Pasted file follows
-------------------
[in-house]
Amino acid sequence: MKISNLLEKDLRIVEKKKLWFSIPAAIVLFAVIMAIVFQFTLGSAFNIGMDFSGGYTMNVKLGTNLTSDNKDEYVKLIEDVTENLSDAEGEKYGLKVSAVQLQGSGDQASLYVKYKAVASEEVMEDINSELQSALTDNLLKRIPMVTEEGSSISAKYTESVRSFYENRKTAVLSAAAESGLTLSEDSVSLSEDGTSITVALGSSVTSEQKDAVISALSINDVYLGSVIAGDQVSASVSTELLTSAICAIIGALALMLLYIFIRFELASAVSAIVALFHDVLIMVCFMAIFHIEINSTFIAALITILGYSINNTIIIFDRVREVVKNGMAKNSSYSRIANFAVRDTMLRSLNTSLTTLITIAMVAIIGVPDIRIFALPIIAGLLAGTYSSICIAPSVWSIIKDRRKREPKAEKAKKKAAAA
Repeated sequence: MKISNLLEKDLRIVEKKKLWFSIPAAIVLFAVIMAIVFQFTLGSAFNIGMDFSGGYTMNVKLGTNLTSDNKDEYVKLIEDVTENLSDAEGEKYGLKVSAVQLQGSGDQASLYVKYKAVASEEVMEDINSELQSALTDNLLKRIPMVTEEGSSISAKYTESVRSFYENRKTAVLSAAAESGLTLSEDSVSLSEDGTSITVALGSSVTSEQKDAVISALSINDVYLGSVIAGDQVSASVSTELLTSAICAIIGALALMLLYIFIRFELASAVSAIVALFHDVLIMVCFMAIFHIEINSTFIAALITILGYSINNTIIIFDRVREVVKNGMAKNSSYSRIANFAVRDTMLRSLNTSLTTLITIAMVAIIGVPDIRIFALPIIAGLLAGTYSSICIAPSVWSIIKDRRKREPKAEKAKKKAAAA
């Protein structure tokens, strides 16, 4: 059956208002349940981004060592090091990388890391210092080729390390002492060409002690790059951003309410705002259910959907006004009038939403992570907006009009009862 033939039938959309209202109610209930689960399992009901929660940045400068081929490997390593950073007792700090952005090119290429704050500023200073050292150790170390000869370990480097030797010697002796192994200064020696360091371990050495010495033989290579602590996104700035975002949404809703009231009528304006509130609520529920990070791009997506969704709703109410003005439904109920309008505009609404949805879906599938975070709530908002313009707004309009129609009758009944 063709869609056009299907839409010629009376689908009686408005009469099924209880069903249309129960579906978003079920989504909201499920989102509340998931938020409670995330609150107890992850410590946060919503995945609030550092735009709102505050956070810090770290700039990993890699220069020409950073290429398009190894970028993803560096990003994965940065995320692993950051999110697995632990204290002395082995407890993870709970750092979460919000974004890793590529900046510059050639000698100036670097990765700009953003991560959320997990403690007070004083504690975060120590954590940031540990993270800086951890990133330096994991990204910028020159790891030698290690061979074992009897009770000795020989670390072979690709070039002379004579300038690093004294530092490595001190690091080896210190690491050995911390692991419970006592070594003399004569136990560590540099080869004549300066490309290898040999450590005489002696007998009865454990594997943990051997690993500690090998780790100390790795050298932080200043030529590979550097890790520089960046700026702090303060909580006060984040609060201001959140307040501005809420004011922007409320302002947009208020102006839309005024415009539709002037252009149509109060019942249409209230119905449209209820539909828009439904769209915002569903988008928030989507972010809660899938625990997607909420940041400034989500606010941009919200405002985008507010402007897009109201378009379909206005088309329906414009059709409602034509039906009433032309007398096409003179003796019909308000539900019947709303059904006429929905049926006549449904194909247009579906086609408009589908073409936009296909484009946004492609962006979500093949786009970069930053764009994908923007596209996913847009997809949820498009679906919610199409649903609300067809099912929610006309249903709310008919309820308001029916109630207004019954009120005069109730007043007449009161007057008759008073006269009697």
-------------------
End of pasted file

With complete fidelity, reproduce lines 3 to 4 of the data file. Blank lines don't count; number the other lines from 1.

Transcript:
Repeated sequence: MKISNLLEKDLRIVEKKKLWFSIPAAIVLFAVIMAIVFQFTLGSAFNIGMDFSGGYTMNVKLGTNLTSDNKDEYVKLIEDVTENLSDAEGEKYGLKVSAVQLQGSGDQASLYVKYKAVASEEVMEDINSELQSALTDNLLKRIPMVTEEGSSISAKYTESVRSFYENRKTAVLSAAAESGLTLSEDSVSLSEDGTSITVALGSSVTSEQKDAVISALSINDVYLGSVIAGDQVSASVSTELLTSAICAIIGALALMLLYIFIRFELASAVSAIVALFHDVLIMVCFMAIFHIEINSTFIAALITILGYSINNTIIIFDRVREVVKNGMAKNSSYSRIANFAVRDTMLRSLNTSLTTLITIAMVAIIGVPDIRIFALPIIAGLLAGTYSSICIAPSVWSIIKDRRKREPKAEKAKKKAAAA
């Protein structure tokens, strides 16, 4: 059956208002349940981004060592090091990388890391210092080729390390002492060409002690790059951003309410705002259910959907006004009038939403992570907006009009009862 033939039938959309209202109610209930689960399992009901929660940045400068081929490997390593950073007792700090952005090119290429704050500023200073050292150790170390000869370990480097030797010697002796192994200064020696360091371990050495010495033989290579602590996104700035975002949404809703009231009528304006509130609520529920990070791009997506969704709703109410003005439904109920309008505009609404949805879906599938975070709530908002313009707004309009129609009758009944 063709869609056009299907839409010629009376689908009686408005009469099924209880069903249309129960579906978003079920989504909201499920989102509340998931938020409670995330609150107890992850410590946060919503995945609030550092735009709102505050956070810090770290700039990993890699220069020409950073290429398009190894970028993803560096990003994965940065995320692993950051999110697995632990204290002395082995407890993870709970750092979460919000974004890793590529900046510059050639000698100036670097990765700009953003991560959320997990403690007070004083504690975060120590954590940031540990993270800086951890990133330096994991990204910028020159790891030698290690061979074992009897009770000795020989670390072979690709070039002379004579300038690093004294530092490595001190690091080896210190690491050995911390692991419970006592070594003399004569136990560590540099080869004549300066490309290898040999450590005489002696007998009865454990594997943990051997690993500690090998780790100390790795050298932080200043030529590979550097890790520089960046700026702090303060909580006060984040609060201001959140307040501005809420004011922007409320302002947009208020102006839309005024415009539709002037252009149509109060019942249409209230119905449209209820539909828009439904769209915002569903988008928030989507972010809660899938625990997607909420940041400034989500606010941009919200405002985008507010402007897009109201378009379909206005088309329906414009059709409602034509039906009433032309007398096409003179003796019909308000539900019947709303059904006429929905049926006549449904194909247009579906086609408009589908073409936009296909484009946004492609962006979500093949786009970069930053764009994908923007596209996913847009997809949820498009679906919610199409649903609300067809099912929610006309249903709310008919309820308001029916109630207004019954009120005069109730007043007449009161007057008759008073006269009697």